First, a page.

The 29th of October is World Psoriasis Day. It’s a day I love, and a great reminder to celebrate, educate others and support those still going through the journey to embracing their psoriasis.
Many people think that psoriasis is a skin condition, as it appears on the skin, but that’s not true. Psoriasis is an immune-mediated disease that causes raised, scaly patches on the skin due to systemic inflammation.
I, like many others who have psoriasis, have been through a lifelong journey of acceptance and embracing who I am. I was 20 years old and in my final year of university when the first patch of psoriasis appeared on my face. No bigger than a 20p, I had no idea what the condition was.
Having had skin issues such as acne, impetigo, shingles, and various rashes all my life I didn’t think much of the patch at first and didn’t go to the doctor as I assumed it would just go away eventually.
At the end of 2014, my skin was getting worse. It had spread across my forehead and other areas of my body, and in the midst of a deep depression I decided to go to the doctor for help. My confidence had hit rock bottom and I was so self-conscious.
Between 2014 and now, my psoriasis has taken me on a roller-coaster of emotions. From having psoriasis covering most of my face and other areas of my body, to being completely clear, to developing psoriatic arthritis – self-confidence is not something that I have always had.
This World Psoriasis Day, the theme focuses on lifestyle factors that may be important to consider when living with psoriasis or psoriatic arthritis. In this blog, I am going to share with you some of the lifestyle changes I have made over the years that have taken my self-confidence from rock bottom to loving myself despite the size of the patches on my face.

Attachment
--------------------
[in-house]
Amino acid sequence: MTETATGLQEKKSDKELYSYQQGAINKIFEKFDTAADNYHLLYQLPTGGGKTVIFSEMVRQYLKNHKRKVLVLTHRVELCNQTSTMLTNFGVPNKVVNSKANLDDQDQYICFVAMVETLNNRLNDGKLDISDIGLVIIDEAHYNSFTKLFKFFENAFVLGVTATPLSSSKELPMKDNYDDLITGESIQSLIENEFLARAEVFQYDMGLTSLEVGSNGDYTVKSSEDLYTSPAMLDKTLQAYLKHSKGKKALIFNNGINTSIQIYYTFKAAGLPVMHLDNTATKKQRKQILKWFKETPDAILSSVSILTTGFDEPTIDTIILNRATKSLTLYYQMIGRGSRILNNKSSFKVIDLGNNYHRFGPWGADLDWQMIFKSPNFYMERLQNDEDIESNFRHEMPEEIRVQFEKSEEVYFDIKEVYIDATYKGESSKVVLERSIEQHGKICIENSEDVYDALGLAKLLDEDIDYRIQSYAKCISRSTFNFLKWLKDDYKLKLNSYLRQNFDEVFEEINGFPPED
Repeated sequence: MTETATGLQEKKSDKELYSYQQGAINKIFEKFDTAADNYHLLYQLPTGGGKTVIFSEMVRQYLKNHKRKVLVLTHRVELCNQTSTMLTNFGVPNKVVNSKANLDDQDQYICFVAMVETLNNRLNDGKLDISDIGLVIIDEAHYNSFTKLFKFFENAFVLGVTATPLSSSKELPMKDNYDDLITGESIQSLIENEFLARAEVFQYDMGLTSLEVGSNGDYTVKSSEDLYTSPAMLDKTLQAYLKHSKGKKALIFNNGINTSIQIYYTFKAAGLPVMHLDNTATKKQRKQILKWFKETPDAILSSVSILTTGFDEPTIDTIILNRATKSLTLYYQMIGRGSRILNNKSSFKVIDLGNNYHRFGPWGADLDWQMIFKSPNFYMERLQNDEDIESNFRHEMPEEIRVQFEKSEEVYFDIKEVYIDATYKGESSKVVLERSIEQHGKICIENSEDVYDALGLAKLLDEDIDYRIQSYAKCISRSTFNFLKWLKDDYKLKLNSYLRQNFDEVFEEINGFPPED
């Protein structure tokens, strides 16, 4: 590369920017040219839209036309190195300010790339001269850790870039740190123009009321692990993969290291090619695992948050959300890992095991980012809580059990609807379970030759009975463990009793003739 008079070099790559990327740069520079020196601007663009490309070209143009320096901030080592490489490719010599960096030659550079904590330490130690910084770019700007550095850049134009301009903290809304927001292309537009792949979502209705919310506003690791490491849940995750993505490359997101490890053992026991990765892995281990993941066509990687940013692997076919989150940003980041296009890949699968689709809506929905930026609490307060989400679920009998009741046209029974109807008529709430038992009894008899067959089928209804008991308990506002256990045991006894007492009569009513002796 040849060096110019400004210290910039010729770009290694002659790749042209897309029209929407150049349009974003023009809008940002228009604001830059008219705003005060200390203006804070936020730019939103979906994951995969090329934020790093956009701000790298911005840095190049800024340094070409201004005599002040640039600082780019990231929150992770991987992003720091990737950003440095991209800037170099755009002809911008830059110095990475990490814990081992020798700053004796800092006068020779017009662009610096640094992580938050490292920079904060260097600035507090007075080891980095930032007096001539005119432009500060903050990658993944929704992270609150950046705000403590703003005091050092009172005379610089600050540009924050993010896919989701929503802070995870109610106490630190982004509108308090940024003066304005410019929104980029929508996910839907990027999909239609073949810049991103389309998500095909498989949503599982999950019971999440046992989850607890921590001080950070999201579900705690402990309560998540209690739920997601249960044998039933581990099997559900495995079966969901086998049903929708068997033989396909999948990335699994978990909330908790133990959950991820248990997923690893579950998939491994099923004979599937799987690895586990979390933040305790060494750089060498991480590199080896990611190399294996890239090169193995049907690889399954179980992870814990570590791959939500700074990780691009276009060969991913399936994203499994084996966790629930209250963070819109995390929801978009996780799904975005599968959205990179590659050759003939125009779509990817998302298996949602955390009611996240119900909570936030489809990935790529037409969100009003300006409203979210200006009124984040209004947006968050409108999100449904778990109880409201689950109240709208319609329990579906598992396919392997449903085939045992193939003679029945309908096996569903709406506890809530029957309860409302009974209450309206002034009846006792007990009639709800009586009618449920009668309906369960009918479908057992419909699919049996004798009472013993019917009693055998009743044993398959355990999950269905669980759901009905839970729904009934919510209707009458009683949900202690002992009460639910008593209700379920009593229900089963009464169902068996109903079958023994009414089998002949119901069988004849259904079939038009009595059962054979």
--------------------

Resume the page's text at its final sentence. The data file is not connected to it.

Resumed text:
The first thing I changed was my diet. Not drastically, but I found that the student diet of fast food, processed food, and alcohol was causing my skin to be itchier, redder, and more irritated that I could handle. Now, I am not saying I have cut these out altogether – everything in moderation, right? I have however, noted that these are my trigger foods and can cause my flare to become worse.
To combat this, I try to eat better which has many benefits and helps keep me from trying to scratch my psoriasis patches off. This increased my confidence as it meant my skin wasn’t as irritated or red and meant I was not scratching at it as much during the day and leaving flakes behind me.
It’s worth saying that dietary triggers can be different for everyone, as psoriasis is connected to the immune system, which can sadly mean some trial and error.
When I was diagnosed with psoriatic arthritis at the end of 2018, I was in so much pain and could barely walk. Again, my confidence hit an all-time low and I felt like I was right back at the start of my journey all over again.
In 2019 it was suggested that I tried exercise and in particular weight-lifting to help ease the pain of the arthritis. I had been avoiding the gym for years in fear of people looking at my psoriasis as well as the intimidation I sometimes felt in gyms.
After some extensive Googling, I found a small, group personal training gym that offered classes too. It seemed like what I was looking for and I decided to sign up. I have been going to this gym for almost two years now (not including the pandemic break) and I can’t believe the difference this has made to my life and my confidence.
I regularly lift heavy weights and my self-confidence is higher than it has ever been. I have done things that I never thought my body can do and achieved things I would never have dreamed of doing when I was first diagnosed.
It’s amazing what a space that encourages you and celebrates small wins can do for your confidence. Plus, my trainer also has psoriasis and proudly shows off her patches in the gym. When I saw this on day one, I knew it was the gym for me. Her confidence has also rubbed off on me!
Good luck to anyone out there trying to understand what helps and hinders there psoriasis! Have a wonderful World Psoriasis Day!